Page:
Fugue W. Zeitler [PIANO]
"The Church of Christ in Every Age"
One of the big themes of Lent is "ashes to ashes, dust to dust … to dust you shall return." In short, Mortality.
Our bodies are of course comprised of cells, each with its own lifespan. The cells lining your stomach live about two days, red blood cells about four months, pancreas cells for a year or so, bone cells for decades. We tend to think of our bodies as almost static objects (aging slowly), but in reality we’re more like walking hotels of cells with constant churn, some guests staying a night or so, and others for years.
In addition to the individual cells, my living body is a super-structure of these living cells, with my own lifespan. And one sub-community/structure of cells – the heart, say – can go awry and take out the rest of the cell hotel that is`me’.
This notion of Life as living structures built out of other living structures can be extended to countries: the United States is a community/structure of individual people immigrating or being born here, and emigrating elsewhere or dying here. So our country as a whole is its own ‘hotel’ of people with its own churn. So perhaps even our country is mortal. (The notion of our country as a whole entering ‘senility’ would certainly explain a lot of the six-o’clock news!)
Some have argued that civilizations as a whole are also massive ‘living hotels’ and as such have their own life cycle; that a civilization is born, has its glorious youth and golden middle age, and barring catastrophe (like a meteor or an invading army) eventually sinks into senility and dies. Including Western Civilization as a whole. After all, every country and civilization before us believed they were ‘immortal’ but they turned out to be mistaken.
Even Humanity is not necessarily ‘immortal’. About 75,000 years ago in Indonesia the volcano Mount Toba exploded (on the site of modern day Lake Toba), ejecting some 670 CUBIC MILES of ash and lava. It was the largest known explosive event on Earth in the last 25 million years. (On the Volcanic Explosivity Index — something like a volcano Richter Scale — Krakatoa measured 6, and Toba 8.) Toba’s eruption covered South Asia with about 6 inches of ash and enormous volumes of sulpher dioxide, suffocating virtually all life in its reach. And the resulting Volcanic Winter lasted a century or so, wreaking profound havoc on the Earth’s entire ecosystem. Anthropologists are pretty sure that the global human population was reduced to a few thousand people.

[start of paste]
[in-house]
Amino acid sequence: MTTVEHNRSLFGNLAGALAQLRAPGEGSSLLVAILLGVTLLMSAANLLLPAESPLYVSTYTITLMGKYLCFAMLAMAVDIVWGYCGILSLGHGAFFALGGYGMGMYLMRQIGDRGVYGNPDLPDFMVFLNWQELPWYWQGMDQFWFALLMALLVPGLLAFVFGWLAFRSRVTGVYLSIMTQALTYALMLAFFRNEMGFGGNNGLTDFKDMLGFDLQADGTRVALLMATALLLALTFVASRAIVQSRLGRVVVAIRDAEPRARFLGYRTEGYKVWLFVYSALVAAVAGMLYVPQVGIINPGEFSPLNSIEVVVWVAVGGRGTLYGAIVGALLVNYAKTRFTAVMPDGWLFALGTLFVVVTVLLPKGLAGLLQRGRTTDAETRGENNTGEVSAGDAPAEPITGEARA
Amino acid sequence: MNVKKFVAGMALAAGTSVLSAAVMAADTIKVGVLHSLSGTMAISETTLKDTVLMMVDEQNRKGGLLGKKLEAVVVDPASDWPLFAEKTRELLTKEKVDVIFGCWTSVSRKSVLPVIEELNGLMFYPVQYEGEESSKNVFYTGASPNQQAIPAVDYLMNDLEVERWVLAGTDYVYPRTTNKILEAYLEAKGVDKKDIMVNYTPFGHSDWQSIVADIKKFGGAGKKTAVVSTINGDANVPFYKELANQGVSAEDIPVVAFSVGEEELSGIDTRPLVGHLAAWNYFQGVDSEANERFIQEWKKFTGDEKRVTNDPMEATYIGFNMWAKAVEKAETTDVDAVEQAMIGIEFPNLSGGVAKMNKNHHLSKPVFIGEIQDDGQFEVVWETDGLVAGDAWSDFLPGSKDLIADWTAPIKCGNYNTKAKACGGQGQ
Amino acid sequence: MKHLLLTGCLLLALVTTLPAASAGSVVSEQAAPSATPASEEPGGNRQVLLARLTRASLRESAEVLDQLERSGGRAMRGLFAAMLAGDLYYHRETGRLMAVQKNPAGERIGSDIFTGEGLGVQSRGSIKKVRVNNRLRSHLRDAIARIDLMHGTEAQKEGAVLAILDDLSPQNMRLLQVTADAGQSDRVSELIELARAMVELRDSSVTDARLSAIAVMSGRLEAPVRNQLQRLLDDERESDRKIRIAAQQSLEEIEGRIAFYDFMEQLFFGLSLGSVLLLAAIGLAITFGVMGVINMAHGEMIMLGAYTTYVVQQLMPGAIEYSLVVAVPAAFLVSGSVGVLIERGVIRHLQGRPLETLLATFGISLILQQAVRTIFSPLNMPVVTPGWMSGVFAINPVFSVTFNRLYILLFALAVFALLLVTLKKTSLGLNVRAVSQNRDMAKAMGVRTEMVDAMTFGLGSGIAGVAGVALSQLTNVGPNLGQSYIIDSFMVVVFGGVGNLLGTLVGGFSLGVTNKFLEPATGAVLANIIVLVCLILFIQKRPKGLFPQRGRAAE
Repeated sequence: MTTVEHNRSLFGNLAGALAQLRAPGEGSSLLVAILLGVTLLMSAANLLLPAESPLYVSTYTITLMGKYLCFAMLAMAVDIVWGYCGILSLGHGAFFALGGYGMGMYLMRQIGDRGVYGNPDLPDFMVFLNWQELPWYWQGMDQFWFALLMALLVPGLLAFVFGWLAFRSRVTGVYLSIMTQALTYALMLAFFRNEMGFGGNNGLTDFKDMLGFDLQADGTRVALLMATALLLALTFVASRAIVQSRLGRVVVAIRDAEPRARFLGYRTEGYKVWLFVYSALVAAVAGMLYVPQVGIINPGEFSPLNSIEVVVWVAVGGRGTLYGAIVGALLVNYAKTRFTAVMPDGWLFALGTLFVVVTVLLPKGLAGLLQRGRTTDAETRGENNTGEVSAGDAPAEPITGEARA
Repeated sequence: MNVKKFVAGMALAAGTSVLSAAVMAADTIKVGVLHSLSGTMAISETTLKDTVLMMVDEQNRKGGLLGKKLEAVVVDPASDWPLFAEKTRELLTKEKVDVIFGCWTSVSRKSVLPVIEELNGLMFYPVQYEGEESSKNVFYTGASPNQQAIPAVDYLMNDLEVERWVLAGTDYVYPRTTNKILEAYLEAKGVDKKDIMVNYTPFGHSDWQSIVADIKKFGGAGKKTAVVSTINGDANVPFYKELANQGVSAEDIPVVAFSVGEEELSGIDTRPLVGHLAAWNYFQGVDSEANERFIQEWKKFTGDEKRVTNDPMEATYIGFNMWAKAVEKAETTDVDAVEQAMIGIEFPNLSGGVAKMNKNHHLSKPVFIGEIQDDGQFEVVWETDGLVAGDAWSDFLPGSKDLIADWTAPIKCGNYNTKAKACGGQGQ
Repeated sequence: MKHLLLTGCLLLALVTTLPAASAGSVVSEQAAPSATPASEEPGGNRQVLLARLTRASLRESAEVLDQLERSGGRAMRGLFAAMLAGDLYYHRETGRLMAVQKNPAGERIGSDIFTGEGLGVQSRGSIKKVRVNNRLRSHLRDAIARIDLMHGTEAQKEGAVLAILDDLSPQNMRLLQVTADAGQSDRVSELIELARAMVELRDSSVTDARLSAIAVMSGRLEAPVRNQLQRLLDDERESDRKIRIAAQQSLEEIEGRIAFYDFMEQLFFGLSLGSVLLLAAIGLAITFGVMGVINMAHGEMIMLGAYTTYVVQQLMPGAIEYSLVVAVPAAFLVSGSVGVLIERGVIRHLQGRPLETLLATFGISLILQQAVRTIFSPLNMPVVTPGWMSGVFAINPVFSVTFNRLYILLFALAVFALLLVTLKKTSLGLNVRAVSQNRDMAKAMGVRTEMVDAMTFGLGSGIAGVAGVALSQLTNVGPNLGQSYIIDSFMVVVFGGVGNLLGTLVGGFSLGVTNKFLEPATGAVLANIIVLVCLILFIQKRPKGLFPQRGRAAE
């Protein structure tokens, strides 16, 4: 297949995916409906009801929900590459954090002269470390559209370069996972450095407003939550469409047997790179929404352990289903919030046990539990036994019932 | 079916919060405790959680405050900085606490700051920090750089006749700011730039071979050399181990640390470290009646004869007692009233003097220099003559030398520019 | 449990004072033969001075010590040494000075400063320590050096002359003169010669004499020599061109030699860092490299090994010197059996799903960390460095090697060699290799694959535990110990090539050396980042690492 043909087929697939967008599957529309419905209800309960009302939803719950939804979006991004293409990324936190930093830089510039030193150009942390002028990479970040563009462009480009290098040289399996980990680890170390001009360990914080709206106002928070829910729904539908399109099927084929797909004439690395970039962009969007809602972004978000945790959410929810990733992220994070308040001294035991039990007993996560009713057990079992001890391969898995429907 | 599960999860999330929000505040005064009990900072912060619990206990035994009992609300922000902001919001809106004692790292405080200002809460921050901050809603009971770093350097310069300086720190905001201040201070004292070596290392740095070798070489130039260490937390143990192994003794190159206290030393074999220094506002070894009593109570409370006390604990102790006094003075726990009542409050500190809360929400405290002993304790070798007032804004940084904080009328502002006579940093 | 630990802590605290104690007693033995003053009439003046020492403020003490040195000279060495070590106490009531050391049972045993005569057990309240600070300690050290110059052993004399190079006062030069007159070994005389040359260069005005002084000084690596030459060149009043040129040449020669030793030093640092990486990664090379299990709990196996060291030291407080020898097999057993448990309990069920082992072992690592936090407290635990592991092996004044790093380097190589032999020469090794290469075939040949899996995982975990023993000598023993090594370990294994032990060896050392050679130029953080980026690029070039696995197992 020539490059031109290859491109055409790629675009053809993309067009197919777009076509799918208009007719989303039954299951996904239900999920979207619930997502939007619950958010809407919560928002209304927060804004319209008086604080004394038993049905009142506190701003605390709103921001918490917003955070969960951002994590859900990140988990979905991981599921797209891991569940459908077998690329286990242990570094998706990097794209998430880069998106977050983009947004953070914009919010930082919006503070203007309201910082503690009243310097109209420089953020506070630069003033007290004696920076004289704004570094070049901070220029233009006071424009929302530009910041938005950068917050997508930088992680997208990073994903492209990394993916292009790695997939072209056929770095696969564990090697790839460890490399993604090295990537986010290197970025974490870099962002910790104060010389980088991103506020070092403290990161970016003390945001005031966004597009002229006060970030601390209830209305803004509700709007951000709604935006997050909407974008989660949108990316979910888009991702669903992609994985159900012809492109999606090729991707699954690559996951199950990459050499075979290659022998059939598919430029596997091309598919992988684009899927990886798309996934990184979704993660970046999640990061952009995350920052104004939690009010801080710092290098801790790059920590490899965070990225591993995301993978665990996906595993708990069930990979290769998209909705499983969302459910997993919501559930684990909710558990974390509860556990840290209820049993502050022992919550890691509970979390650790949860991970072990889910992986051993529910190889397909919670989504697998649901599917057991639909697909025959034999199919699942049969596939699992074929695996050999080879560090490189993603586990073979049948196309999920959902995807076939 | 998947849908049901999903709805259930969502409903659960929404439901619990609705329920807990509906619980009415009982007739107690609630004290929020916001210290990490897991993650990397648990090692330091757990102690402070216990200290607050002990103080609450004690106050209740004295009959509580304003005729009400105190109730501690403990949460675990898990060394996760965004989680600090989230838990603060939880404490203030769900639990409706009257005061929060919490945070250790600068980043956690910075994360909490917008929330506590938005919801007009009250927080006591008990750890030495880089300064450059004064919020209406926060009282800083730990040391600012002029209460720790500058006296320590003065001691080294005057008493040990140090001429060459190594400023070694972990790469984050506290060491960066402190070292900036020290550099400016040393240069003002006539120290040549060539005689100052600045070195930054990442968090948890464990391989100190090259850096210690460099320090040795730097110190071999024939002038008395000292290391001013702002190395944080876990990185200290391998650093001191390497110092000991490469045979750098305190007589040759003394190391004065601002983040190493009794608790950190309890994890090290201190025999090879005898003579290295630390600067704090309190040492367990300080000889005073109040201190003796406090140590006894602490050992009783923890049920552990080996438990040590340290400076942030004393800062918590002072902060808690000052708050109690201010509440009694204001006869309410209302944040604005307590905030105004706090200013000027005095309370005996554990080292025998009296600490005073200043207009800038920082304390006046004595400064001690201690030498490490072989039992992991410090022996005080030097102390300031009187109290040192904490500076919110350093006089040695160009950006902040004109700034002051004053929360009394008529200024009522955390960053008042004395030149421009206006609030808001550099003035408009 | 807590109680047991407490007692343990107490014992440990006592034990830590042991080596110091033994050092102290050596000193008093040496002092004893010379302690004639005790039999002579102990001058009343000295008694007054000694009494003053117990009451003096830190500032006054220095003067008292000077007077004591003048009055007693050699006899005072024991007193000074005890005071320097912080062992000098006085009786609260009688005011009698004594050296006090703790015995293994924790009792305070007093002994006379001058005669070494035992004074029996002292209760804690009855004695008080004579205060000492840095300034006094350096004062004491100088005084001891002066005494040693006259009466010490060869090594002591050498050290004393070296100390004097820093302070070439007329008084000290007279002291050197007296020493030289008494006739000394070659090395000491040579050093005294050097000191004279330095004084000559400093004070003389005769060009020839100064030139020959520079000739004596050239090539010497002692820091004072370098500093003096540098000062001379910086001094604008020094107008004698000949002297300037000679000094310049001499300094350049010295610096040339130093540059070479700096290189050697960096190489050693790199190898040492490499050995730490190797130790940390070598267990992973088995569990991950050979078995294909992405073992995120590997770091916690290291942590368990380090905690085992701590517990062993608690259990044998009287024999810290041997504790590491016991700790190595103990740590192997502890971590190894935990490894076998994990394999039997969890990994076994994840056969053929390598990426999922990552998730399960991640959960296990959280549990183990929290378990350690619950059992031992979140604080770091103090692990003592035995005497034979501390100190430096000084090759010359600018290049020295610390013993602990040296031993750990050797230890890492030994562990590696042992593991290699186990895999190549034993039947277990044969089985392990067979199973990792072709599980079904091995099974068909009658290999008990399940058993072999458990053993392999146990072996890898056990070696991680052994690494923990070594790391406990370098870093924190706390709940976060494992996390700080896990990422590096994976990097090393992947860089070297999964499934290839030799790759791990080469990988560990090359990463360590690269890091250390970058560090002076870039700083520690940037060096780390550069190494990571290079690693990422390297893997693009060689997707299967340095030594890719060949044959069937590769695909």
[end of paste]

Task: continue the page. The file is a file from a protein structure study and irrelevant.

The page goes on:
And the Solar System is mortal. The Sun was ‘born’ about 4.5 billion years ago, and has an estimated 4.5 billion years to go. (And when it goes, so does the Earth.) So in human lifetime terms, the Sun is ’middle aged’.
Even the Cosmos as a whole is ’mortal’. The scientific community generally agrees that the Big Bang ("Let there be light!") occured some 14 billion years ago, and the Cosmos has been expanding ever since. The ultimate fate of the universe is not so clear, however. Cosmologists are divided between a Universe which will ultimately collapse back on itself in a ’Big Crunch’, or a Universe that will continue to expand until it tears itself apart (the ’Big Rip’) or it spreads itself so thin that concentrations of energy are no longer possible (e.g. stars) and everything sinks into a ’Big Freeze’. Estimates vary greatly, but are generally in the tens of billions of years, making the Cosmos as a whole roughly ’middle aged’.
In short, everything we know on this earthly plane is mortal — including this earthly plane itself. But instead of wasting our finite lives being gloomy about their finiteness, we can harness that knowledge to make the most of the Gift we have been given…
All of us have a ’last day’. If I knew that "Today is it!" … how would I treat those around me differently? Would I not savor the gift of my next breath, my next meal, of birds and trees, and loved ones, and music, and…?
To me it’s yet one more Paradox of Life — that mindfulness of our mortality, and death all too soon can help us live TODAY far more deeply and fully. That’s Lent for you, I suppose.